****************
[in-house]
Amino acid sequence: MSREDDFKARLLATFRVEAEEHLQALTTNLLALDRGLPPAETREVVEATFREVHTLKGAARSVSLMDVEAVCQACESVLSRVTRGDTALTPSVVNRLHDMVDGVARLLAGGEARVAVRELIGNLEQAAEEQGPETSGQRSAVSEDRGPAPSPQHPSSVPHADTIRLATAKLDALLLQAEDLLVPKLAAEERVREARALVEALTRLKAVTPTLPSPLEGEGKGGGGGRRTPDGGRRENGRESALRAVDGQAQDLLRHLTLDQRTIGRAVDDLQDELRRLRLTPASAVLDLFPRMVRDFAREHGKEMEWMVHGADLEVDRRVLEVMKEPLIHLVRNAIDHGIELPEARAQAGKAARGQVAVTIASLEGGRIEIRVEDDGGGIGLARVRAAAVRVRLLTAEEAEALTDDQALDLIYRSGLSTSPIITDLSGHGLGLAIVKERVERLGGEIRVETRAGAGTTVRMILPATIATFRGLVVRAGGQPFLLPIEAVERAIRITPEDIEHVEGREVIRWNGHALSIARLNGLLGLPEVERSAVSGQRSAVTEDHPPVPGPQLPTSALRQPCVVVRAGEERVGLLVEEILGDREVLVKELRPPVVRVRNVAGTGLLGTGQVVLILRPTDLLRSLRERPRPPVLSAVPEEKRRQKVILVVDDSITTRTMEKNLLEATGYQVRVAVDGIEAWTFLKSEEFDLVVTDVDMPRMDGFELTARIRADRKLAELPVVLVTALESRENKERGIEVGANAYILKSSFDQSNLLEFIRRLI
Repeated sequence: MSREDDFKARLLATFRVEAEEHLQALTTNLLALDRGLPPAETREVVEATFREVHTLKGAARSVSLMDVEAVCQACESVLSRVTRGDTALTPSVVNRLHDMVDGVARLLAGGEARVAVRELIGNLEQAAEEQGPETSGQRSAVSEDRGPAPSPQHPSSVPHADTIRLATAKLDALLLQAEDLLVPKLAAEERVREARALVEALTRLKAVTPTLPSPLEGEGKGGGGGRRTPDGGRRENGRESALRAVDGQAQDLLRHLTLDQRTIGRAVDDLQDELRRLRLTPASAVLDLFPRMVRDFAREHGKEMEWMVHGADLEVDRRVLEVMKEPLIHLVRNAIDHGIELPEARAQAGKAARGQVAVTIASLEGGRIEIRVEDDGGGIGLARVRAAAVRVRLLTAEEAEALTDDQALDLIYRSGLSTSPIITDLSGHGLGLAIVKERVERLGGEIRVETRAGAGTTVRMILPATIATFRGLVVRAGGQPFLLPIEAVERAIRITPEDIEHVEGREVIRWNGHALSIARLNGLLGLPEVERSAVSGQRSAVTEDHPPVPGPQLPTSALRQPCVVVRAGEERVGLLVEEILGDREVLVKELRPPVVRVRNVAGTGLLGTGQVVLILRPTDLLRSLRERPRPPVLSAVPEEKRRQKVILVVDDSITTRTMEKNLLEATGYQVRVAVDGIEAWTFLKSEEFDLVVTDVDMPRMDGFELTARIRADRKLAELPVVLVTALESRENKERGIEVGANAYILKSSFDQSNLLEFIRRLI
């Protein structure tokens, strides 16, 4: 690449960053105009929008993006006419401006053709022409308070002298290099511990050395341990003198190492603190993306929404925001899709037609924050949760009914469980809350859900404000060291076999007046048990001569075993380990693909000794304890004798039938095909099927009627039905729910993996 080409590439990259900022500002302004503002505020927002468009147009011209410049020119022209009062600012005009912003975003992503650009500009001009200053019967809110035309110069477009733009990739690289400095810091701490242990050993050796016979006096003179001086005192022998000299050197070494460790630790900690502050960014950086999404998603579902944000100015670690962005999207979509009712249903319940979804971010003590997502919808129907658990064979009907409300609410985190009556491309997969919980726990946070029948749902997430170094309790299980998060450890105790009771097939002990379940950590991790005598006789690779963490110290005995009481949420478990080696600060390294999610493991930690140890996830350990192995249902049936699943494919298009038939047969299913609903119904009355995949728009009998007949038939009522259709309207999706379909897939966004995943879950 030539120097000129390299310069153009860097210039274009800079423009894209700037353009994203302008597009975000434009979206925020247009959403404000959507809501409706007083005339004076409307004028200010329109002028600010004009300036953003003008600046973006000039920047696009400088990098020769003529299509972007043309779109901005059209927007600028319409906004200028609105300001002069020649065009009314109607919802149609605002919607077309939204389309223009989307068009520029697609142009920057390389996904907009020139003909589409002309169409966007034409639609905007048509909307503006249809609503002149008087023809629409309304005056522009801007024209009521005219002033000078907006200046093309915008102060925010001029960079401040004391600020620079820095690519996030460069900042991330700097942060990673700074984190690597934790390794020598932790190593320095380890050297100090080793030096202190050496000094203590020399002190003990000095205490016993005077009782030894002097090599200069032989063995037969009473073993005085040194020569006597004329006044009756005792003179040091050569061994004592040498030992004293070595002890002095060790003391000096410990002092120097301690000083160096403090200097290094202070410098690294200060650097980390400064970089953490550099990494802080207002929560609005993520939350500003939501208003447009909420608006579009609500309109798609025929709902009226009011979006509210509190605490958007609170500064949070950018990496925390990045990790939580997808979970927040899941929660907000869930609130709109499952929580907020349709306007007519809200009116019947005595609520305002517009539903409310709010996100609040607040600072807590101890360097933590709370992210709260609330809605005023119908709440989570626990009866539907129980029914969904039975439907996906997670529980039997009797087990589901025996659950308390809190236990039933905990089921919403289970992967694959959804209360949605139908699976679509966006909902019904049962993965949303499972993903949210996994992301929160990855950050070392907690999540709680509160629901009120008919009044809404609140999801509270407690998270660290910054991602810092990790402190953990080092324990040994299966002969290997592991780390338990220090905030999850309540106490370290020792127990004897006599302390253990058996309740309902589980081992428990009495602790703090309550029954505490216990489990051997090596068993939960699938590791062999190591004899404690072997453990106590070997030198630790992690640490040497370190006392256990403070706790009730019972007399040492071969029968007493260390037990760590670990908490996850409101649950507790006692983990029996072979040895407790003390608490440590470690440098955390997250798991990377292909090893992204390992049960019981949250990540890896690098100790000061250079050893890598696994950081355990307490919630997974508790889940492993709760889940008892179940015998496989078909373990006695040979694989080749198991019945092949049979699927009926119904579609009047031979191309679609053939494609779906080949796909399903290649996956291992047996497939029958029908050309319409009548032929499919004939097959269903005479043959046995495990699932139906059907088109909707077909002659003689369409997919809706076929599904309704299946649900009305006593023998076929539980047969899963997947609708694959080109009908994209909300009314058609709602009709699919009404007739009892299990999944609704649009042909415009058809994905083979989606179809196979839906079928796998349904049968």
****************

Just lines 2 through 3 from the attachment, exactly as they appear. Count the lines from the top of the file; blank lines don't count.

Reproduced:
Amino acid sequence: MSREDDFKARLLATFRVEAEEHLQALTTNLLALDRGLPPAETREVVEATFREVHTLKGAARSVSLMDVEAVCQACESVLSRVTRGDTALTPSVVNRLHDMVDGVARLLAGGEARVAVRELIGNLEQAAEEQGPETSGQRSAVSEDRGPAPSPQHPSSVPHADTIRLATAKLDALLLQAEDLLVPKLAAEERVREARALVEALTRLKAVTPTLPSPLEGEGKGGGGGRRTPDGGRRENGRESALRAVDGQAQDLLRHLTLDQRTIGRAVDDLQDELRRLRLTPASAVLDLFPRMVRDFAREHGKEMEWMVHGADLEVDRRVLEVMKEPLIHLVRNAIDHGIELPEARAQAGKAARGQVAVTIASLEGGRIEIRVEDDGGGIGLARVRAAAVRVRLLTAEEAEALTDDQALDLIYRSGLSTSPIITDLSGHGLGLAIVKERVERLGGEIRVETRAGAGTTVRMILPATIATFRGLVVRAGGQPFLLPIEAVERAIRITPEDIEHVEGREVIRWNGHALSIARLNGLLGLPEVERSAVSGQRSAVTEDHPPVPGPQLPTSALRQPCVVVRAGEERVGLLVEEILGDREVLVKELRPPVVRVRNVAGTGLLGTGQVVLILRPTDLLRSLRERPRPPVLSAVPEEKRRQKVILVVDDSITTRTMEKNLLEATGYQVRVAVDGIEAWTFLKSEEFDLVVTDVDMPRMDGFELTARIRADRKLAELPVVLVTALESRENKERGIEVGANAYILKSSFDQSNLLEFIRRLI
Repeated sequence: MSREDDFKARLLATFRVEAEEHLQALTTNLLALDRGLPPAETREVVEATFREVHTLKGAARSVSLMDVEAVCQACESVLSRVTRGDTALTPSVVNRLHDMVDGVARLLAGGEARVAVRELIGNLEQAAEEQGPETSGQRSAVSEDRGPAPSPQHPSSVPHADTIRLATAKLDALLLQAEDLLVPKLAAEERVREARALVEALTRLKAVTPTLPSPLEGEGKGGGGGRRTPDGGRRENGRESALRAVDGQAQDLLRHLTLDQRTIGRAVDDLQDELRRLRLTPASAVLDLFPRMVRDFAREHGKEMEWMVHGADLEVDRRVLEVMKEPLIHLVRNAIDHGIELPEARAQAGKAARGQVAVTIASLEGGRIEIRVEDDGGGIGLARVRAAAVRVRLLTAEEAEALTDDQALDLIYRSGLSTSPIITDLSGHGLGLAIVKERVERLGGEIRVETRAGAGTTVRMILPATIATFRGLVVRAGGQPFLLPIEAVERAIRITPEDIEHVEGREVIRWNGHALSIARLNGLLGLPEVERSAVSGQRSAVTEDHPPVPGPQLPTSALRQPCVVVRAGEERVGLLVEEILGDREVLVKELRPPVVRVRNVAGTGLLGTGQVVLILRPTDLLRSLRERPRPPVLSAVPEEKRRQKVILVVDDSITTRTMEKNLLEATGYQVRVAVDGIEAWTFLKSEEFDLVVTDVDMPRMDGFELTARIRADRKLAELPVVLVTALESRENKERGIEVGANAYILKSSFDQSNLLEFIRRLI